Inside This Newsletter
- A CASE FOR IRRATIONAL EXUBERANCE
- CHARITABLE CONTRIBUTIONS ON BEHALF OF OUR CLIENTS
- ADDITIONAL FINANCIAL CONNECTIONS LOCATION—SAN FRANCISCO
- HAPPY 40TH ANNIVERSARY
January 13, 2017
Please welcome Lauren Patterson, our new Associate Financial Planner. Lauren has one more class in the Financial Planning program and then will take her exam to become a Certified Financial Planner Certificant. Previously, Lauren worked as an assistant to a stockbroker and as a residential mortgage specialist.
We try not to bring politics into our newsletter but after the last election, we feel it is necessary to discuss the ramifications of the results.
January 2016 began with the U.S. stock market tumbling 10% in the first two weeks—the worst start to a year since 1930. The U.S. loss was recouped by the end of the first quarter. The U.S. started gaining ground just before the election but took off after Trump was elected. International stocks finished 2016 down.
Some of the factors offered to explain this change include:
Investors, who usually dislike uncertainty, are selectively choosing what they want to believe. The next president is a wild card. He has no track record legislating or governing. And, while the press seems to revel in responding to his Tweets, it has not focused on the issues and their ramifications, only his rhetoric.
Potential negative issues
Global markets react to more than just economics. Politics play a major role. The cabinet will be filled with business leaders but no one with diplomatic experience. Negotiations in a business format is not the same as negotiating for peace, war, or human life.
We expect a high degree of market volatility in the coming year. We are likely to see an increase in inflation and subsequently increased interest rates. This process already started (increased interest rates result in decreased bond prices). Our diversified portfolios include stocks, bonds, alternative investments (with low correlation to the markets) and cash set aside for upcoming distributions.
We urge you to contact us if you would like to review your portfolio, create, or update your financial plan. As Bette Davis said, “Fasten your seatbelts it’s going to be a bumpy ride.”
Each year the Financial Connections’ staff selects five charities for clients to choose. We include the postcard along with our Thanksgiving card. We are always pleased with the large response—72% this year! We make donations to the charities based on your selection. Here are the rankings from high to low for 2016.
Thank you for your participation – let’s try for 100% response rate in 2017!
Brian and Jenny felt that our business would be enhanced with a San Francisco location. We decided that renting office space through a corporate office enterprise would allow us to try something economically viable for a six-month’s trial period. Initially, since we work in pairs, it was thought Brian and Jenny would be the primary users of this location.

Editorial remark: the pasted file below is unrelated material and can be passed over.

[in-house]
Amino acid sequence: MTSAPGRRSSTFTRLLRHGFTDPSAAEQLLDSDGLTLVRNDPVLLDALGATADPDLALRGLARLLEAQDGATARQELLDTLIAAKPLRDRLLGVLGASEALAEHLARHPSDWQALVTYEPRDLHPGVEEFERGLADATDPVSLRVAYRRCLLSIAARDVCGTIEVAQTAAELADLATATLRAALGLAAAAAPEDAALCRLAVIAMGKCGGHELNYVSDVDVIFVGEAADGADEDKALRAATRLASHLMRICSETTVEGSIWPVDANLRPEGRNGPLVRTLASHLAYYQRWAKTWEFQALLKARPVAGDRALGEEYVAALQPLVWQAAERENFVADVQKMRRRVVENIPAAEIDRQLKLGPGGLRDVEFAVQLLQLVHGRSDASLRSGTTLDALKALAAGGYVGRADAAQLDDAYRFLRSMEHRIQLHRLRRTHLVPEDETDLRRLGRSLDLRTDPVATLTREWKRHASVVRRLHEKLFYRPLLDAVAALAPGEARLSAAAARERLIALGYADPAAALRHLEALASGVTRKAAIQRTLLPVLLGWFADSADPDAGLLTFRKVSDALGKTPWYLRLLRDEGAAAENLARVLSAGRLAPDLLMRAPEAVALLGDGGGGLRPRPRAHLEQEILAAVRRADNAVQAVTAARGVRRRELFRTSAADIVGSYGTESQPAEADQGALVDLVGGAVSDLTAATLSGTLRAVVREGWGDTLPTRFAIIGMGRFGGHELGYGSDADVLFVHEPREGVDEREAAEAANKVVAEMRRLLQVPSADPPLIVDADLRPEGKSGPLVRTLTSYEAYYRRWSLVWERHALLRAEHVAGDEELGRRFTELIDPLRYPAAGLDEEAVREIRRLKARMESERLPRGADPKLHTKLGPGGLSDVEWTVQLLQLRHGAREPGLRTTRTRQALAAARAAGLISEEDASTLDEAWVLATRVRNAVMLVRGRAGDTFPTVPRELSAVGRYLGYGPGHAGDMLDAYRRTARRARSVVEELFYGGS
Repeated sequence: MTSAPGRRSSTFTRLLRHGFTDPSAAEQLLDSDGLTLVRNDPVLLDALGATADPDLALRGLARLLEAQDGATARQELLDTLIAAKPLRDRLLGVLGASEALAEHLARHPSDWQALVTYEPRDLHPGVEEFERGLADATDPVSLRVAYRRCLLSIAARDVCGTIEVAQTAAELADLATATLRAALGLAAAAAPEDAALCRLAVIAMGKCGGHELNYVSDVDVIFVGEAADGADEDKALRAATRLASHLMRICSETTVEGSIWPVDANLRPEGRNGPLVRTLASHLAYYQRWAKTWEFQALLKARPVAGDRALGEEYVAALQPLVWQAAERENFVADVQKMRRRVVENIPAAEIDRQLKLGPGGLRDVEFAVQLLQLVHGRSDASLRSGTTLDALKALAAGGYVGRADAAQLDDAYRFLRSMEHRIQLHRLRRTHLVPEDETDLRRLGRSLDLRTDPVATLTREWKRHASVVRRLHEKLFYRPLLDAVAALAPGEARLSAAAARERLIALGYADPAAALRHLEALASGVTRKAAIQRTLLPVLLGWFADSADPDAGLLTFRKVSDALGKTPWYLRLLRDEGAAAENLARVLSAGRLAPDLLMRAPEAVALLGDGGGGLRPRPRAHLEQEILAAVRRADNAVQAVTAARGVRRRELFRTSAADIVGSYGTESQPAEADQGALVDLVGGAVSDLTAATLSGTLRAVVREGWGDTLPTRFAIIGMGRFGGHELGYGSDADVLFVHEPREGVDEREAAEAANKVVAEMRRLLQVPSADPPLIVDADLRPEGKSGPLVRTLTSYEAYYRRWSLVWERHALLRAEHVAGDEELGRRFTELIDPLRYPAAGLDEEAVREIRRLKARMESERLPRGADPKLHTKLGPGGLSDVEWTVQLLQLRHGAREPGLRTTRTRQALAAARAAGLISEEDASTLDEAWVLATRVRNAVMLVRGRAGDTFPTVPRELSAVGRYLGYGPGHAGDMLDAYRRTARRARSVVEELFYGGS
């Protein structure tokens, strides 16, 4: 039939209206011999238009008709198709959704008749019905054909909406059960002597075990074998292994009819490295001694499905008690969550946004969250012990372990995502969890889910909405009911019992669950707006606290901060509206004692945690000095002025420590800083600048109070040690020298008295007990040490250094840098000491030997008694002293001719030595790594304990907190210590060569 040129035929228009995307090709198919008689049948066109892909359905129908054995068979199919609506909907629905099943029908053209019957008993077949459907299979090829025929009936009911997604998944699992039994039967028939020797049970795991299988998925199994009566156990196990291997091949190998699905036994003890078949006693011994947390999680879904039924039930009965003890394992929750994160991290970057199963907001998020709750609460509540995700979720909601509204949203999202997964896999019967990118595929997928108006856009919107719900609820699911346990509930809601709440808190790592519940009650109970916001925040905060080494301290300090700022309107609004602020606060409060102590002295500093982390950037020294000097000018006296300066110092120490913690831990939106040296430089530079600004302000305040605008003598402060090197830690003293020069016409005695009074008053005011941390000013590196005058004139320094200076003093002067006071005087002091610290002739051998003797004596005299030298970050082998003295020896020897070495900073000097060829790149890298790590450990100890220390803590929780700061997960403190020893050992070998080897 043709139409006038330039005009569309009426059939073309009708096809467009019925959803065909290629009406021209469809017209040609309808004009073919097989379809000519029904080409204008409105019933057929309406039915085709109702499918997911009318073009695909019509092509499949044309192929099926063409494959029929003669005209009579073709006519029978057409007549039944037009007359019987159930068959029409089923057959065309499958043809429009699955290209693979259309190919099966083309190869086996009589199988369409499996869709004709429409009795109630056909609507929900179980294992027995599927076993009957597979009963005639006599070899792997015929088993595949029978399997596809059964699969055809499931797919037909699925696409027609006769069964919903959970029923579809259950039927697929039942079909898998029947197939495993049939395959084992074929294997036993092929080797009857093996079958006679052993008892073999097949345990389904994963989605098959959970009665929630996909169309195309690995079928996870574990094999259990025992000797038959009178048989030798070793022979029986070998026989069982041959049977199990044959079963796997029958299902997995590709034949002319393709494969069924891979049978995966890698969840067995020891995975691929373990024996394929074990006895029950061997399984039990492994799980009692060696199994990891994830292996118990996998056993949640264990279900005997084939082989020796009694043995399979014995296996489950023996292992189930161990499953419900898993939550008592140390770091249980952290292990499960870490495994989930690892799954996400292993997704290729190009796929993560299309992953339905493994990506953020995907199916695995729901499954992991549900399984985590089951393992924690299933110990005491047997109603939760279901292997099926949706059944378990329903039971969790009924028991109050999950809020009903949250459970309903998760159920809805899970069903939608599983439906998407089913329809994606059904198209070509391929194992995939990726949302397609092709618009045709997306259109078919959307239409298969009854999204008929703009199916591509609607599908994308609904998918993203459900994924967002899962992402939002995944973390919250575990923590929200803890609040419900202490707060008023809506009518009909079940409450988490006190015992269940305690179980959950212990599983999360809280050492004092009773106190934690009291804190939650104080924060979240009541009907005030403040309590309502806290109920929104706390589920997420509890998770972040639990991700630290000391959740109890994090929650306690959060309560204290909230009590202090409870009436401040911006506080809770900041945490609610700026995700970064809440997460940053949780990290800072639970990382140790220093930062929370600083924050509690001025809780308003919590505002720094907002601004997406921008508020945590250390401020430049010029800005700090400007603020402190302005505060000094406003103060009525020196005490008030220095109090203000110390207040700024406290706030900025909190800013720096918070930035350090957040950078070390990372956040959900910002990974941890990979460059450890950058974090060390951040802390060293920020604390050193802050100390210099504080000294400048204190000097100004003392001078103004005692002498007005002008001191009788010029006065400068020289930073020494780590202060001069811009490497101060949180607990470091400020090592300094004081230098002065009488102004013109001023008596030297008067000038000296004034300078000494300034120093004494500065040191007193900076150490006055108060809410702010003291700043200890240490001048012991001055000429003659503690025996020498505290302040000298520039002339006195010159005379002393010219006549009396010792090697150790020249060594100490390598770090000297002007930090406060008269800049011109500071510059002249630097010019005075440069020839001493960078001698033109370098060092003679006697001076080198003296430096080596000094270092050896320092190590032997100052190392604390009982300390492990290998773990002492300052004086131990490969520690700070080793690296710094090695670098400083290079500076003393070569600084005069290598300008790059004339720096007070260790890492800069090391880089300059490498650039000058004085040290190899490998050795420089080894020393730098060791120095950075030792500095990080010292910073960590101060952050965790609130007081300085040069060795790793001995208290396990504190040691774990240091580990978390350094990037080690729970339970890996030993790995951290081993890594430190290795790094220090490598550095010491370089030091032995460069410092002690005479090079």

The best space available is at 201 Spear Street, Suite 1100, the corner of Howard and Spear. Taking the Larkspur Ferry is faster for Jill than the other two’s taking Muni from the Sunset district. So at this time, Jill and Jenny are handling most SF meetings.
If you know of people who would like financial planning and/or investment management in San Francisco, please give them our number, 415.924.1091.
Jill and Bonnie will celebrate their 40th year together on January 22nd. To mark this special occasion, they decided to visit Epcot Center at Disneyworld and the Kennedy Space Center! Weather permitting, they may see a shuttle launch on January 19th at 7:46 PM.
It will not be a surprise to our clients that we at Financial Connections have a socially progressive bent. The election results are painful, not only from a governing viewpoint but also from a social, equality standpoint. As is true with many of you, we were appalled at the rhetoric coming from Trump.
It is hard to continue to support a Democratic party whose consultants’ strategy totally failed, resulting in the electoral college loss but the popular vote win. Further, Jill, being a journalism major in college, is appalled at the press for reacting to the rhetoric as opposed to the issues.
Unfortunately, we think the white working class in the rust belt that helped elevate Trump to the presidency is in for a rude awakening. Republicans have tried for eight years to repeal the Affordable Care Act yet after all this time they have yet to recommend a replacement.
Uninsured Americans dropped by 13 million; those same people electing Trump accounted for eight of the 13 million. If the Affordable Care Act is repealed, aren’t these supporters hurt?
The manufacturing jobs Trump thinks he is going to bring back are gone due to technological changes. Retraining and education would go a long way to solving this problem but we see no plans for it.
Human capital is a key ingredient to success. The U.S. doesn’t have enough people to fulfill the jobs of a growing economy. According to the American Society/Council of Americas:
- In the U.S., 49 percent of employers find it difficult to fill mission-critical positions—15 percentage points higher than the global average
- In 2018 more than 230,000 science, technology, engineering, and mathematics (STEM) jobs requiring an advanced degree will not be filled even if every U.S.-born STEM grad finds a job.
- Immigrants will be critical to filling future labor gaps, with 76 million baby boomers retiring and only 46 million U.S.-born workers entering the workforce by 2030.
We know this will be a difficult period for all us. We are here to assist you if we can.
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